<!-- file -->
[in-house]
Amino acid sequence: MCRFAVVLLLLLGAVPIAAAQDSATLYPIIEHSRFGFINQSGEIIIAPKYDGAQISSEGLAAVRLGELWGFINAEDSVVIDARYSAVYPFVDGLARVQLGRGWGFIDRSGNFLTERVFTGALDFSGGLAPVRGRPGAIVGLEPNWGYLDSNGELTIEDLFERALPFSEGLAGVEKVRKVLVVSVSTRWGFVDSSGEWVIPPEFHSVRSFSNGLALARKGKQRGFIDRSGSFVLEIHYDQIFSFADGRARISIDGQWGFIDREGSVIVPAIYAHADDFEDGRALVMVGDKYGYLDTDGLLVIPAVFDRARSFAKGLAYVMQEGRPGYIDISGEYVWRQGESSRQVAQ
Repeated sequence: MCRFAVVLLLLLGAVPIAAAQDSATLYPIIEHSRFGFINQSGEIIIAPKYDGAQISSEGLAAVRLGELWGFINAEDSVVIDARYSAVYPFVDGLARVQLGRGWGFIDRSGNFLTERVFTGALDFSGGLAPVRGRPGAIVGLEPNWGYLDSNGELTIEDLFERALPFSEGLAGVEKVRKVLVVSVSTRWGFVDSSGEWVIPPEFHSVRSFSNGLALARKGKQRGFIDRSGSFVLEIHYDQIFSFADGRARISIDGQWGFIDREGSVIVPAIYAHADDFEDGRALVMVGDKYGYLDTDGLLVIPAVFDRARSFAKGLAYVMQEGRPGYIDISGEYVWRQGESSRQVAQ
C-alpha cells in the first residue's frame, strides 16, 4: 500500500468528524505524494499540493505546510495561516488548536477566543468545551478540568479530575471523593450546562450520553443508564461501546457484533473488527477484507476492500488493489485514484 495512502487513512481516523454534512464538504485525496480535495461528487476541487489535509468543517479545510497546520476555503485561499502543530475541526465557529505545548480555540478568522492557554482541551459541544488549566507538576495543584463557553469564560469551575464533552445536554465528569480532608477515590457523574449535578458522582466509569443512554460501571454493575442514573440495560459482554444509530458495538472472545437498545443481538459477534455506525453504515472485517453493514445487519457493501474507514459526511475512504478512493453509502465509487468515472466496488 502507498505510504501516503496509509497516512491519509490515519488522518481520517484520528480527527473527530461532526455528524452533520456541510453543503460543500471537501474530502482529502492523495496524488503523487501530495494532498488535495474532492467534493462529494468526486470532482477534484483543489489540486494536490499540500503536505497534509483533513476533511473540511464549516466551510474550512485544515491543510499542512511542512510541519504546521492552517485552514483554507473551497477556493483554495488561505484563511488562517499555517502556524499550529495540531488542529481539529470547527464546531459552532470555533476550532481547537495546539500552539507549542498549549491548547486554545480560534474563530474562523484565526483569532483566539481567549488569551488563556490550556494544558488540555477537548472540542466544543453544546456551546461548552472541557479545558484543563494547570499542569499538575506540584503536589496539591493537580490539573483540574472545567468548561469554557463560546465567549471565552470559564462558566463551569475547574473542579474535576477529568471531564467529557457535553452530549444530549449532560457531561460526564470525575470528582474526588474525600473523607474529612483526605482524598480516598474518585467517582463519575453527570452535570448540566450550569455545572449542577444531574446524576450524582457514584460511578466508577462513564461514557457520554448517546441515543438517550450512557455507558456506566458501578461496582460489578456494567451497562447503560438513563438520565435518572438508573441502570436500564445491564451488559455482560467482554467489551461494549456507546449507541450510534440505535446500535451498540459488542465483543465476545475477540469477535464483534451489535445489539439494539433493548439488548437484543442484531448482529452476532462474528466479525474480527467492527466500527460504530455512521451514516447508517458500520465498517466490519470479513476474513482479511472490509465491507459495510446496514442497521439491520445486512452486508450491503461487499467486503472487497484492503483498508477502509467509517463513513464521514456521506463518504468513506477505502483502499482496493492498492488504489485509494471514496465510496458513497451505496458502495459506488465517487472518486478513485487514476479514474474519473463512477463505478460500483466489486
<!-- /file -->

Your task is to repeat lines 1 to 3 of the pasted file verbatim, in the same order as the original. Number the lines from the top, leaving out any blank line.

[in-house]
Amino acid sequence: MCRFAVVLLLLLGAVPIAAAQDSATLYPIIEHSRFGFINQSGEIIIAPKYDGAQISSEGLAAVRLGELWGFINAEDSVVIDARYSAVYPFVDGLARVQLGRGWGFIDRSGNFLTERVFTGALDFSGGLAPVRGRPGAIVGLEPNWGYLDSNGELTIEDLFERALPFSEGLAGVEKVRKVLVVSVSTRWGFVDSSGEWVIPPEFHSVRSFSNGLALARKGKQRGFIDRSGSFVLEIHYDQIFSFADGRARISIDGQWGFIDREGSVIVPAIYAHADDFEDGRALVMVGDKYGYLDTDGLLVIPAVFDRARSFAKGLAYVMQEGRPGYIDISGEYVWRQGESSRQVAQ
Repeated sequence: MCRFAVVLLLLLGAVPIAAAQDSATLYPIIEHSRFGFINQSGEIIIAPKYDGAQISSEGLAAVRLGELWGFINAEDSVVIDARYSAVYPFVDGLARVQLGRGWGFIDRSGNFLTERVFTGALDFSGGLAPVRGRPGAIVGLEPNWGYLDSNGELTIEDLFERALPFSEGLAGVEKVRKVLVVSVSTRWGFVDSSGEWVIPPEFHSVRSFSNGLALARKGKQRGFIDRSGSFVLEIHYDQIFSFADGRARISIDGQWGFIDREGSVIVPAIYAHADDFEDGRALVMVGDKYGYLDTDGLLVIPAVFDRARSFAKGLAYVMQEGRPGYIDISGEYVWRQGESSRQVAQ